So Kroezen and her husband, a native of Australia, decided to do something about it. In April 2009, they committed to paying off their debt within four years by dedicating one of their incomes entirely to paying off debt and then living off the other income. At the time, Kroezen and her husband were each earning between $32,000 and $35,000. Now a growing family with a 2 and a half-year-old daughter and another baby on the way, they are very close to achieving their goal - and they say their strategy could work well for other families, too.
According to a December survey of more than 2,000 adults from Think Finance, an online financial products company, about three-quarters of Americans will carry debt into the new year, including credit card debt (36 percent) and car loans (28 percent). Here are six strategies that can help those Americans - and you - climb out of debt in 2014:
1. Downsize. Not only did Kroezen and her family start living off only one income, but they moved into a cheaper apartment that was minutes from each of their jobs, which meant they could also save money on gas. That also made it easier for them to live off just one income.
2. Use the envelope system. Whenever Kroezen got her paycheck, she turned it into cash and then distributed those bills into envelopes dedicated to different costs, including food, rent and other essentials.
3. Get ready to work and get support. "It's not easy," Kroezen acknowledges. "You need a good support system whether it's family, your spouse or a friend." She adds that aiming to get out of debt, not become rich, will help keep you from feeling overwhelmed.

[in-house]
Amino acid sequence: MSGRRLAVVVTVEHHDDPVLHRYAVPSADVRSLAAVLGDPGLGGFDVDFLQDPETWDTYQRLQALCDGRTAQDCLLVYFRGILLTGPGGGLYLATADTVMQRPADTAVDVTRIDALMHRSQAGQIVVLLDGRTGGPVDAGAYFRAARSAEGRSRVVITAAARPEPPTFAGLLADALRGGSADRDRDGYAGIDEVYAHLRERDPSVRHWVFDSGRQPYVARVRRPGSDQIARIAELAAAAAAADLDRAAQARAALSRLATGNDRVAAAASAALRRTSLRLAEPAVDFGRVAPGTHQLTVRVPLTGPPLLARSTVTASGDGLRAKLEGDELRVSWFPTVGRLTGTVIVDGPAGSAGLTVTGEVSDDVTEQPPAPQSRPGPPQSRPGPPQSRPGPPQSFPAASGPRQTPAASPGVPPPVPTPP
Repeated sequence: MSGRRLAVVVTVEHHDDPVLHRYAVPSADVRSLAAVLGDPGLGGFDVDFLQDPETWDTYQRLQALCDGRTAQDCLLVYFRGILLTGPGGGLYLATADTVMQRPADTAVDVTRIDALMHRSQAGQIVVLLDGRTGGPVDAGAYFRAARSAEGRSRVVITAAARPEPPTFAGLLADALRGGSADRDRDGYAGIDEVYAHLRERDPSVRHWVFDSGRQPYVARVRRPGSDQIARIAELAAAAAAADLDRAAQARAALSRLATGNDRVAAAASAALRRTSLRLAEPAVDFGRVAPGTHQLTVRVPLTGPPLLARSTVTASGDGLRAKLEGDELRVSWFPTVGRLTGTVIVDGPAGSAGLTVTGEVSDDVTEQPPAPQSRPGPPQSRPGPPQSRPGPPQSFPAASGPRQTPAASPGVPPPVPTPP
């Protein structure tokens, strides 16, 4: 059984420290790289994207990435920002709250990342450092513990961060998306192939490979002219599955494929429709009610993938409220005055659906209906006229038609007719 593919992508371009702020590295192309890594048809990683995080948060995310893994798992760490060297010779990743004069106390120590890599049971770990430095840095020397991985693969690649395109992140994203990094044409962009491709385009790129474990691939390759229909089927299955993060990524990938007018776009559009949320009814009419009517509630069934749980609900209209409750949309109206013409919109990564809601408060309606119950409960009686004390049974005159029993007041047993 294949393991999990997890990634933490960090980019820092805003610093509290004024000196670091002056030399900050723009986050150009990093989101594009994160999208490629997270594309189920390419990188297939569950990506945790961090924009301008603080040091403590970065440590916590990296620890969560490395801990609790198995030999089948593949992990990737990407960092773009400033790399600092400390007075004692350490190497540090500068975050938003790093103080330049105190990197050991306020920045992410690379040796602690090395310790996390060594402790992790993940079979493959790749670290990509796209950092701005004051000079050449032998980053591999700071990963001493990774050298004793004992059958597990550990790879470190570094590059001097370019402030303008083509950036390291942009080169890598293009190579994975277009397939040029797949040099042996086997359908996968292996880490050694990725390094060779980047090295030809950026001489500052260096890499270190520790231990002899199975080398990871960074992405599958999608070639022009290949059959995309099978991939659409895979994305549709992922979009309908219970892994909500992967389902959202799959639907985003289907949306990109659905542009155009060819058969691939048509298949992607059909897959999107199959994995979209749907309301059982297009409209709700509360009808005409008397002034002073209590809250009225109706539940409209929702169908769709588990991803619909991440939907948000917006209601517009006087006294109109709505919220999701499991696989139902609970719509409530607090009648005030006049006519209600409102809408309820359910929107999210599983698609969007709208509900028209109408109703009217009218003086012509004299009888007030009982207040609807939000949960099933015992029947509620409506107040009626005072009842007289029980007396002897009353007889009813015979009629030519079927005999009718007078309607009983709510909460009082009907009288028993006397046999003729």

4. Be super frugal. Kroezen and her family cut out all spending that wasn't absolutely necessary. That meant repairing broken items instead of buying new ones, skipping restaurants and making her own coffee. "There will be times you feel depressed over it, but remember the end result is going to outshine all that," she says.
Her family still lives on about $19,000 a year, so they can save the rest. She even built her own furniture when her family moved into a new house, and asked family members for power tools as gifts for Christmas. She's since built a king-size bed, dining table and toy box. She also makes her own cleaning supplies and grows some of her family's food, too.
5. Pay off the most expensive debt first. Not everyone abides by this approach, and instead prefers to pay off the smallest debts first to build momentum and a sense of accomplishment, but many financial advisors recommend paying off the most expensive debt first. That helps reduce interest and fee payments. Credit card debt is often the most expensive debt that people carry, followed by auto loans and student loans. Any debt with a variable rate can go up quickly when interest rates start to rise.
6. Stay inspired. Certified financial planner Jude Boudreaux learned how to stop overspending with the help of a vision book - a collection of images of financial goals, which helped keep him and his wife focused and on budget. Boudreaux's vision book includes images of where they want to vacation and their condo, which they want to pay off. He flips through it when he needs to remind himself to avoid spending on unnecessary items.
Now, Kroezen and her family live in Nashville, where Kroezen is a stay-at-home mom and her husband works in the insurance industry. Kroezen has paid off $103,168 of her student loan, and she says she would have completely paid it off were it not for the birth of her daughter. She and her husband also bought a home and put down a $20,000 down payment on it. They pay off their credit card bills in full each month.
"We will attack the mortgage in the same way as the student loan, although we may take a month off and buy some clothing, which we haven't done in years," Kroezen says. Her family is also growing, with another baby on the way.
If going debt-free is one of your goals for 2014, these strategies might help you get there.